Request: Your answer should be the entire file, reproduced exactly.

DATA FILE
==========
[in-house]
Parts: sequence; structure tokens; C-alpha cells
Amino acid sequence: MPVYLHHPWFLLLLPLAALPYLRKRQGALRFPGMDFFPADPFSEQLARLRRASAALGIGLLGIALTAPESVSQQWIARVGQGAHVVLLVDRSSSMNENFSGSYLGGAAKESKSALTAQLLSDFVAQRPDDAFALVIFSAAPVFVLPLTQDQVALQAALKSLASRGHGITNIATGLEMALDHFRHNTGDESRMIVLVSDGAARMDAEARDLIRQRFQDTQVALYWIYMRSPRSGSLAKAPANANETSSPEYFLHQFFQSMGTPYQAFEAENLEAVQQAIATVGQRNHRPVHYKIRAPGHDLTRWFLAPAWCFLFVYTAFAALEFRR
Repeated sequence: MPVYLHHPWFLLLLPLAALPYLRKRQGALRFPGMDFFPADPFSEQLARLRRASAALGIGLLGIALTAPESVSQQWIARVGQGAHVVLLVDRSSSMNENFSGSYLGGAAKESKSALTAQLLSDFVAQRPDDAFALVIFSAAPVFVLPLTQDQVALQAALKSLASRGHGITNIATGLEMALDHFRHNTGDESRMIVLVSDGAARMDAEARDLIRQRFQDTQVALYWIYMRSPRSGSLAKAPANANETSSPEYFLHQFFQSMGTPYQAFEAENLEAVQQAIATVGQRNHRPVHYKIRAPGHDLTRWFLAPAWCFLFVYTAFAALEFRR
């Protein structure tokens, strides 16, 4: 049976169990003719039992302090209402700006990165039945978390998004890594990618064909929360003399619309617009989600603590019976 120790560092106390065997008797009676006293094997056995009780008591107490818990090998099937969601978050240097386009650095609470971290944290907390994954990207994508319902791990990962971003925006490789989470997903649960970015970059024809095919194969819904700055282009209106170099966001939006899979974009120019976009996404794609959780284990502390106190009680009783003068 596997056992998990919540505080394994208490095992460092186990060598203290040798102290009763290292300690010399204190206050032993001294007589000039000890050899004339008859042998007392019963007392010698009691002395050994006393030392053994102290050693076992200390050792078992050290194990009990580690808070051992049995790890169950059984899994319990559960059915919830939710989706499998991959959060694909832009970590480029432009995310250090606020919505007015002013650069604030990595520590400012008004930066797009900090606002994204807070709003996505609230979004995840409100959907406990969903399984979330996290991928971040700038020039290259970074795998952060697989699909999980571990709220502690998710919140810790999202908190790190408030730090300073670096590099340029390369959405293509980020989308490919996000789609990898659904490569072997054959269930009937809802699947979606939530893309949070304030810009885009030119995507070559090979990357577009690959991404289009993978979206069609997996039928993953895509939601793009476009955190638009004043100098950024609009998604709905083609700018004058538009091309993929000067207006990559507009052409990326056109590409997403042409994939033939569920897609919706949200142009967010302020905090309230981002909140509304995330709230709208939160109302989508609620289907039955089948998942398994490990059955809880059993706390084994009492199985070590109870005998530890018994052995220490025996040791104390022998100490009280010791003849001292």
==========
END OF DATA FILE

[in-house]
Parts: sequence; structure tokens; C-alpha cells
Amino acid sequence: MPVYLHHPWFLLLLPLAALPYLRKRQGALRFPGMDFFPADPFSEQLARLRRASAALGIGLLGIALTAPESVSQQWIARVGQGAHVVLLVDRSSSMNENFSGSYLGGAAKESKSALTAQLLSDFVAQRPDDAFALVIFSAAPVFVLPLTQDQVALQAALKSLASRGHGITNIATGLEMALDHFRHNTGDESRMIVLVSDGAARMDAEARDLIRQRFQDTQVALYWIYMRSPRSGSLAKAPANANETSSPEYFLHQFFQSMGTPYQAFEAENLEAVQQAIATVGQRNHRPVHYKIRAPGHDLTRWFLAPAWCFLFVYTAFAALEFRR
Repeated sequence: MPVYLHHPWFLLLLPLAALPYLRKRQGALRFPGMDFFPADPFSEQLARLRRASAALGIGLLGIALTAPESVSQQWIARVGQGAHVVLLVDRSSSMNENFSGSYLGGAAKESKSALTAQLLSDFVAQRPDDAFALVIFSAAPVFVLPLTQDQVALQAALKSLASRGHGITNIATGLEMALDHFRHNTGDESRMIVLVSDGAARMDAEARDLIRQRFQDTQVALYWIYMRSPRSGSLAKAPANANETSSPEYFLHQFFQSMGTPYQAFEAENLEAVQQAIATVGQRNHRPVHYKIRAPGHDLTRWFLAPAWCFLFVYTAFAALEFRR
């Protein structure tokens, strides 16, 4: 049976169990003719039992302090209402700006990165039945978390998004890594990618064909929360003399619309617009989600603590019976 120790560092106390065997008797009676006293094997056995009780008591107490818990090998099937969601978050240097386009650095609470971290944290907390994954990207994508319902791990990962971003925006490789989470997903649960970015970059024809095919194969819904700055282009209106170099966001939006899979974009120019976009996404794609959780284990502390106190009680009783003068 596997056992998990919540505080394994208490095992460092186990060598203290040798102290009763290292300690010399204190206050032993001294007589000039000890050899004339008859042998007392019963007392010698009691002395050994006393030392053994102290050693076992200390050792078992050290194990009990580690808070051992049995790890169950059984899994319990559960059915919830939710989706499998991959959060694909832009970590480029432009995310250090606020919505007015002013650069604030990595520590400012008004930066797009900090606002994204807070709003996505609230979004995840409100959907406990969903399984979330996290991928971040700038020039290259970074795998952060697989699909999980571990709220502690998710919140810790999202908190790190408030730090300073670096590099340029390369959405293509980020989308490919996000789609990898659904490569072997054959269930009937809802699947979606939530893309949070304030810009885009030119995507070559090979990357577009690959991404289009993978979206069609997996039928993953895509939601793009476009955190638009004043100098950024609009998604709905083609700018004058538009091309993929000067207006990559507009052409990326056109590409997403042409994939033939569920897609919706949200142009967010302020905090309230981002909140509304995330709230709208939160109302989508609620289907039955089948998942398994490990059955809880059993706390084994009492199985070590109870005998530890018994052995220490025996040791104390022998100490009280010791003849001292």